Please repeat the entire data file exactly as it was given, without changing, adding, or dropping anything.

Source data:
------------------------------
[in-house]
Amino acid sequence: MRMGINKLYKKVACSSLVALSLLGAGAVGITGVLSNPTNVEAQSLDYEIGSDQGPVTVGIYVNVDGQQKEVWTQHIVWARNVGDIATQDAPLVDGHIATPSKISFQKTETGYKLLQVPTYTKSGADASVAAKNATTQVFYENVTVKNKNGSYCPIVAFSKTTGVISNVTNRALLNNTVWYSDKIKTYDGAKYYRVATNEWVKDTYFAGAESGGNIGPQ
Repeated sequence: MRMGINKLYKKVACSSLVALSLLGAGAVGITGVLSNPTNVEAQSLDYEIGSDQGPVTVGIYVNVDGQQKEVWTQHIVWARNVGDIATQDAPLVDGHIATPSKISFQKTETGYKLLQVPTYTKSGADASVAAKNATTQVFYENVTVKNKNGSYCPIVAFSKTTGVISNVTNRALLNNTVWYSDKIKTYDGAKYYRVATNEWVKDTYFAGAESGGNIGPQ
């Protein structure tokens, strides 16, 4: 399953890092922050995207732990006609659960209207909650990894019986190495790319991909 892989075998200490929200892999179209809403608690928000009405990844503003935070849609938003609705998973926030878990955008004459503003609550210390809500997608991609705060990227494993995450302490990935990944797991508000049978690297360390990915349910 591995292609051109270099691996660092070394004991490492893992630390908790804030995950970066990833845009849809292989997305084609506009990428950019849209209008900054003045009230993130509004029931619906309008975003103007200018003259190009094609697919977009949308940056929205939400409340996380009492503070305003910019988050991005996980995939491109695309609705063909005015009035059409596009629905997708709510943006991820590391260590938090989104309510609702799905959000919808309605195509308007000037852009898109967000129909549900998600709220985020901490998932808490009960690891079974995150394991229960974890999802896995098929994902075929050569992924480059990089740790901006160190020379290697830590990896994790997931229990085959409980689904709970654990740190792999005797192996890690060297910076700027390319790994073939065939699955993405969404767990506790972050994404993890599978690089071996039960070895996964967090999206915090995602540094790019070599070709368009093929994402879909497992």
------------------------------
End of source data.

[in-house]
Amino acid sequence: MRMGINKLYKKVACSSLVALSLLGAGAVGITGVLSNPTNVEAQSLDYEIGSDQGPVTVGIYVNVDGQQKEVWTQHIVWARNVGDIATQDAPLVDGHIATPSKISFQKTETGYKLLQVPTYTKSGADASVAAKNATTQVFYENVTVKNKNGSYCPIVAFSKTTGVISNVTNRALLNNTVWYSDKIKTYDGAKYYRVATNEWVKDTYFAGAESGGNIGPQ
Repeated sequence: MRMGINKLYKKVACSSLVALSLLGAGAVGITGVLSNPTNVEAQSLDYEIGSDQGPVTVGIYVNVDGQQKEVWTQHIVWARNVGDIATQDAPLVDGHIATPSKISFQKTETGYKLLQVPTYTKSGADASVAAKNATTQVFYENVTVKNKNGSYCPIVAFSKTTGVISNVTNRALLNNTVWYSDKIKTYDGAKYYRVATNEWVKDTYFAGAESGGNIGPQ
């Protein structure tokens, strides 16, 4: 399953890092922050995207732990006609659960209207909650990894019986190495790319991909 892989075998200490929200892999179209809403608690928000009405990844503003935070849609938003609705998973926030878990955008004459503003609550210390809500997608991609705060990227494993995450302490990935990944797991508000049978690297360390990915349910 591995292609051109270099691996660092070394004991490492893992630390908790804030995950970066990833845009849809292989997305084609506009990428950019849209209008900054003045009230993130509004029931619906309008975003103007200018003259190009094609697919977009949308940056929205939400409340996380009492503070305003910019988050991005996980995939491109695309609705063909005015009035059409596009629905997708709510943006991820590391260590938090989104309510609702799905959000919808309605195509308007000037852009898109967000129909549900998600709220985020901490998932808490009960690891079974995150394991229960974890999802896995098929994902075929050569992924480059990089740790901006160190020379290697830590990896994790997931229990085959409980689904709970654990740190792999005797192996890690060297910076700027390319790994073939065939699955993405969404767990506790972050994404993890599978690089071996039960070895996964967090999206915090995602540094790019070599070709368009093929994402879909497992």